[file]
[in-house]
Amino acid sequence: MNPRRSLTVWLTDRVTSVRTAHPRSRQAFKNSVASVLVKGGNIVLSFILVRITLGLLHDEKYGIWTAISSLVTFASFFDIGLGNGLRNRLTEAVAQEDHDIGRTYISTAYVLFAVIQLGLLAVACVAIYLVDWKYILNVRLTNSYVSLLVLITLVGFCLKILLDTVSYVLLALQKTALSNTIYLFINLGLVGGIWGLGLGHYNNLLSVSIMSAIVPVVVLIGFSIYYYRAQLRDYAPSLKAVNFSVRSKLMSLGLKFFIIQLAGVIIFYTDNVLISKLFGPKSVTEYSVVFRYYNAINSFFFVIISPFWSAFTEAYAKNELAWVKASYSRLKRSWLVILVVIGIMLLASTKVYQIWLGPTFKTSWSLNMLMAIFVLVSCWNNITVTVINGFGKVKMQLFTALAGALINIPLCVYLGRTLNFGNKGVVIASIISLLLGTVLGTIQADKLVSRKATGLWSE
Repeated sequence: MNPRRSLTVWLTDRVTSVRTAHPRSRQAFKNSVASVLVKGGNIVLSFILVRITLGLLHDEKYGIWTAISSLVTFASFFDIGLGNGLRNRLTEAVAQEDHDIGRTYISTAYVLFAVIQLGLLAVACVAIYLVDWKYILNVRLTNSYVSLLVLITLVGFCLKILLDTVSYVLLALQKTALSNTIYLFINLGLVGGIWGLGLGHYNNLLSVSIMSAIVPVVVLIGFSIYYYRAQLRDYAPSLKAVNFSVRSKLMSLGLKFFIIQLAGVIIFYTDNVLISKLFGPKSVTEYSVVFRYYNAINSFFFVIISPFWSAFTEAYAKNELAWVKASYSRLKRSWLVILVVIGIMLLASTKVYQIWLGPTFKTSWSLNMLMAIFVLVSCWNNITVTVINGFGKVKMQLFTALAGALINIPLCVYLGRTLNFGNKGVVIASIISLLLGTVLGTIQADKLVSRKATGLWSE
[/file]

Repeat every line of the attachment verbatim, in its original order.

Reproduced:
[in-house]
Amino acid sequence: MNPRRSLTVWLTDRVTSVRTAHPRSRQAFKNSVASVLVKGGNIVLSFILVRITLGLLHDEKYGIWTAISSLVTFASFFDIGLGNGLRNRLTEAVAQEDHDIGRTYISTAYVLFAVIQLGLLAVACVAIYLVDWKYILNVRLTNSYVSLLVLITLVGFCLKILLDTVSYVLLALQKTALSNTIYLFINLGLVGGIWGLGLGHYNNLLSVSIMSAIVPVVVLIGFSIYYYRAQLRDYAPSLKAVNFSVRSKLMSLGLKFFIIQLAGVIIFYTDNVLISKLFGPKSVTEYSVVFRYYNAINSFFFVIISPFWSAFTEAYAKNELAWVKASYSRLKRSWLVILVVIGIMLLASTKVYQIWLGPTFKTSWSLNMLMAIFVLVSCWNNITVTVINGFGKVKMQLFTALAGALINIPLCVYLGRTLNFGNKGVVIASIISLLLGTVLGTIQADKLVSRKATGLWSE
Repeated sequence: MNPRRSLTVWLTDRVTSVRTAHPRSRQAFKNSVASVLVKGGNIVLSFILVRITLGLLHDEKYGIWTAISSLVTFASFFDIGLGNGLRNRLTEAVAQEDHDIGRTYISTAYVLFAVIQLGLLAVACVAIYLVDWKYILNVRLTNSYVSLLVLITLVGFCLKILLDTVSYVLLALQKTALSNTIYLFINLGLVGGIWGLGLGHYNNLLSVSIMSAIVPVVVLIGFSIYYYRAQLRDYAPSLKAVNFSVRSKLMSLGLKFFIIQLAGVIIFYTDNVLISKLFGPKSVTEYSVVFRYYNAINSFFFVIISPFWSAFTEAYAKNELAWVKASYSRLKRSWLVILVVIGIMLLASTKVYQIWLGPTFKTSWSLNMLMAIFVLVSCWNNITVTVINGFGKVKMQLFTALAGALINIPLCVYLGRTLNFGNKGVVIASIISLLLGTVLGTIQADKLVSRKATGLWSE